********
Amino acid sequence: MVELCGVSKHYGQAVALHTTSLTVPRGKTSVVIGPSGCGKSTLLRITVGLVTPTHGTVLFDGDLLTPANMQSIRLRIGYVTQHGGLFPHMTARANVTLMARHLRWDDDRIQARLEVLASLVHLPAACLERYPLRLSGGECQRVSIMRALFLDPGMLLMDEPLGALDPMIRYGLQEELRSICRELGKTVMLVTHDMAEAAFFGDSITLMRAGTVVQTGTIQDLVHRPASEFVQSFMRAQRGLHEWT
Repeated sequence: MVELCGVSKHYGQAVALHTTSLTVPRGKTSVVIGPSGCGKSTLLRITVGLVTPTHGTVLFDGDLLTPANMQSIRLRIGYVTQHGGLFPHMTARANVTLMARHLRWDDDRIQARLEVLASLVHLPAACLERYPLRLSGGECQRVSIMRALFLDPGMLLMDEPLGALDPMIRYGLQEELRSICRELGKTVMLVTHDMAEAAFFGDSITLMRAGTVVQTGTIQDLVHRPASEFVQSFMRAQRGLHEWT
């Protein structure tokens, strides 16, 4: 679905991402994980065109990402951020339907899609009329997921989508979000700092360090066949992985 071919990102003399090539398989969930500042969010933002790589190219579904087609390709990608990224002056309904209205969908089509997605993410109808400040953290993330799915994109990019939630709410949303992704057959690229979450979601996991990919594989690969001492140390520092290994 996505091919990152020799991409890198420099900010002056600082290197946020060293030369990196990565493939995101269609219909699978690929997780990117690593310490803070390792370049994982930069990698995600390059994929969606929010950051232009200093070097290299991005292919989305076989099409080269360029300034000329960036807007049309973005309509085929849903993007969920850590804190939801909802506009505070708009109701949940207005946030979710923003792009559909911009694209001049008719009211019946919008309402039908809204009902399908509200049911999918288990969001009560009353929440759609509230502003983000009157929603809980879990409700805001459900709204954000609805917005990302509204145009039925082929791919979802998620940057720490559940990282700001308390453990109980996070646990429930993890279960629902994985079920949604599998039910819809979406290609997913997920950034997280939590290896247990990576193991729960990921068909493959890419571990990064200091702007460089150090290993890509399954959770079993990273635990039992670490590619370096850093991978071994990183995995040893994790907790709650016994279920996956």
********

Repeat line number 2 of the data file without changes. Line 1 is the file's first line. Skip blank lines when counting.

Repeated sequence: MVELCGVSKHYGQAVALHTTSLTVPRGKTSVVIGPSGCGKSTLLRITVGLVTPTHGTVLFDGDLLTPANMQSIRLRIGYVTQHGGLFPHMTARANVTLMARHLRWDDDRIQARLEVLASLVHLPAACLERYPLRLSGGECQRVSIMRALFLDPGMLLMDEPLGALDPMIRYGLQEELRSICRELGKTVMLVTHDMAEAAFFGDSITLMRAGTVVQTGTIQDLVHRPASEFVQSFMRAQRGLHEWT